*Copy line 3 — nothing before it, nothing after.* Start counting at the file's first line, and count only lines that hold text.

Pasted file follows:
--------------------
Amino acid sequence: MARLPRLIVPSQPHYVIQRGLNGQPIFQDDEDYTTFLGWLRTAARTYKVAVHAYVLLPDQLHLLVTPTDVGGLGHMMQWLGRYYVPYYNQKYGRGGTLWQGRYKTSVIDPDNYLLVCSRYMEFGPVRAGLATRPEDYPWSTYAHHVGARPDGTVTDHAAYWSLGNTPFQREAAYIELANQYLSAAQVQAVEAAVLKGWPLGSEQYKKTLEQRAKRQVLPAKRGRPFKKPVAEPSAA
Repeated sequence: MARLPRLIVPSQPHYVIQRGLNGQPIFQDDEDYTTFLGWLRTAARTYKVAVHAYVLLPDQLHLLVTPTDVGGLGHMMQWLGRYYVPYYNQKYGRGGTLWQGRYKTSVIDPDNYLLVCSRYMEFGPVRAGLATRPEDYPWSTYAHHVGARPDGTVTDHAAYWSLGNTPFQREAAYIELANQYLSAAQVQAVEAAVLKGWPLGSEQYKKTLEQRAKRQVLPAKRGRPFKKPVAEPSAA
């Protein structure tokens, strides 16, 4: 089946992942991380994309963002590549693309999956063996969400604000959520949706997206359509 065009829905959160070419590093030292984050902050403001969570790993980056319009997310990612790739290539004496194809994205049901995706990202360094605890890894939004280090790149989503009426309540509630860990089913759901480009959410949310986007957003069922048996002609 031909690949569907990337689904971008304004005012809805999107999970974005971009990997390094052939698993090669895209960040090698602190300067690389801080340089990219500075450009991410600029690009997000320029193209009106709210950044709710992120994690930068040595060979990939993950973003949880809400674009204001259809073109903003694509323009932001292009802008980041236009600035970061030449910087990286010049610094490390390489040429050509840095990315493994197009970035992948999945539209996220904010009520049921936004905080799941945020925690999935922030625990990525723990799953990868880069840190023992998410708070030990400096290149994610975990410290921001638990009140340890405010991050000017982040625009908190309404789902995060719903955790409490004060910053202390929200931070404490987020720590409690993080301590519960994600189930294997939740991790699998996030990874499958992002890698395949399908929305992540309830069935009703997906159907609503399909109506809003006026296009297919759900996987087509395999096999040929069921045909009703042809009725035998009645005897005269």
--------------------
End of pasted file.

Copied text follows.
């Protein structure tokens, strides 16, 4: 089946992942991380994309963002590549693309999956063996969400604000959520949706997206359509 065009829905959160070419590093030292984050902050403001969570790993980056319009997310990612790739290539004496194809994205049901995706990202360094605890890894939004280090790149989503009426309540509630860990089913759901480009959410949310986007957003069922048996002609 031909690949569907990337689904971008304004005012809805999107999970974005971009990997390094052939698993090669895209960040090698602190300067690389801080340089990219500075450009991410600029690009997000320029193209009106709210950044709710992120994690930068040595060979990939993950973003949880809400674009204001259809073109903003694509323009932001292009802008980041236009600035970061030449910087990286010049610094490390390489040429050509840095990315493994197009970035992948999945539209996220904010009520049921936004905080799941945020925690999935922030625990990525723990799953990868880069840190023992998410708070030990400096290149994610975990410290921001638990009140340890405010991050000017982040625009908190309404789902995060719903955790409490004060910053202390929200931070404490987020720590409690993080301590519960994600189930294997939740991790699998996030990874499958992002890698395949399908929305992540309830069935009703997906159907609503399909109506809003006026296009297919759900996987087509395999096999040929069921045909009703042809009725035998009645005897005269």